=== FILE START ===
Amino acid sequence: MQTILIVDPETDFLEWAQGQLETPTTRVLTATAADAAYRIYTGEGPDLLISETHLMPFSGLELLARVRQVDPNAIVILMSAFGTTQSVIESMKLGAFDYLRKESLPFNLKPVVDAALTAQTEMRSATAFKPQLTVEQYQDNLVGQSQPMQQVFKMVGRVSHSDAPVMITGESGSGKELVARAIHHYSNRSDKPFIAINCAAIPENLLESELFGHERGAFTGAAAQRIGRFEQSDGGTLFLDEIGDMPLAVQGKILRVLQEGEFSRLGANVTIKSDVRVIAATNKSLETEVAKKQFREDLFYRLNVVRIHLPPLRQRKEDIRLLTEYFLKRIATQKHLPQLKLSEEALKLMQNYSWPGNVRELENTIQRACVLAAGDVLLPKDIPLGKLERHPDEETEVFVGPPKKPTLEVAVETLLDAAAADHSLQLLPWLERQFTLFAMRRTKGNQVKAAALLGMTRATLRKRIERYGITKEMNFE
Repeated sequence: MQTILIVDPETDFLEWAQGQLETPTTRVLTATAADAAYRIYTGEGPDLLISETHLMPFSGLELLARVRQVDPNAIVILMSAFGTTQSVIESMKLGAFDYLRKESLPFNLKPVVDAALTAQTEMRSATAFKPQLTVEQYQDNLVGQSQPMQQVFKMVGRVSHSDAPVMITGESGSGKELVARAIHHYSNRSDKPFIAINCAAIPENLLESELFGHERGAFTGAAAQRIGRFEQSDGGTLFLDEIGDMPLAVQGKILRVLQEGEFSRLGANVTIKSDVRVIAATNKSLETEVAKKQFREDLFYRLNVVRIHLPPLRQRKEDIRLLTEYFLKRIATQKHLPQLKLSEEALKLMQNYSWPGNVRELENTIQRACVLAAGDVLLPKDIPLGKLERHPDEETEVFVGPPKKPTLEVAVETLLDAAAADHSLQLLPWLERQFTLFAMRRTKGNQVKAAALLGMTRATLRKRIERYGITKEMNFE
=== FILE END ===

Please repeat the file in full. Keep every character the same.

Amino acid sequence: MQTILIVDPETDFLEWAQGQLETPTTRVLTATAADAAYRIYTGEGPDLLISETHLMPFSGLELLARVRQVDPNAIVILMSAFGTTQSVIESMKLGAFDYLRKESLPFNLKPVVDAALTAQTEMRSATAFKPQLTVEQYQDNLVGQSQPMQQVFKMVGRVSHSDAPVMITGESGSGKELVARAIHHYSNRSDKPFIAINCAAIPENLLESELFGHERGAFTGAAAQRIGRFEQSDGGTLFLDEIGDMPLAVQGKILRVLQEGEFSRLGANVTIKSDVRVIAATNKSLETEVAKKQFREDLFYRLNVVRIHLPPLRQRKEDIRLLTEYFLKRIATQKHLPQLKLSEEALKLMQNYSWPGNVRELENTIQRACVLAAGDVLLPKDIPLGKLERHPDEETEVFVGPPKKPTLEVAVETLLDAAAADHSLQLLPWLERQFTLFAMRRTKGNQVKAAALLGMTRATLRKRIERYGITKEMNFE
Repeated sequence: MQTILIVDPETDFLEWAQGQLETPTTRVLTATAADAAYRIYTGEGPDLLISETHLMPFSGLELLARVRQVDPNAIVILMSAFGTTQSVIESMKLGAFDYLRKESLPFNLKPVVDAALTAQTEMRSATAFKPQLTVEQYQDNLVGQSQPMQQVFKMVGRVSHSDAPVMITGESGSGKELVARAIHHYSNRSDKPFIAINCAAIPENLLESELFGHERGAFTGAAAQRIGRFEQSDGGTLFLDEIGDMPLAVQGKILRVLQEGEFSRLGANVTIKSDVRVIAATNKSLETEVAKKQFREDLFYRLNVVRIHLPPLRQRKEDIRLLTEYFLKRIATQKHLPQLKLSEEALKLMQNYSWPGNVRELENTIQRACVLAAGDVLLPKDIPLGKLERHPDEETEVFVGPPKKPTLEVAVETLLDAAAADHSLQLLPWLERQFTLFAMRRTKGNQVKAAALLGMTRATLRKRIERYGITKEMNFE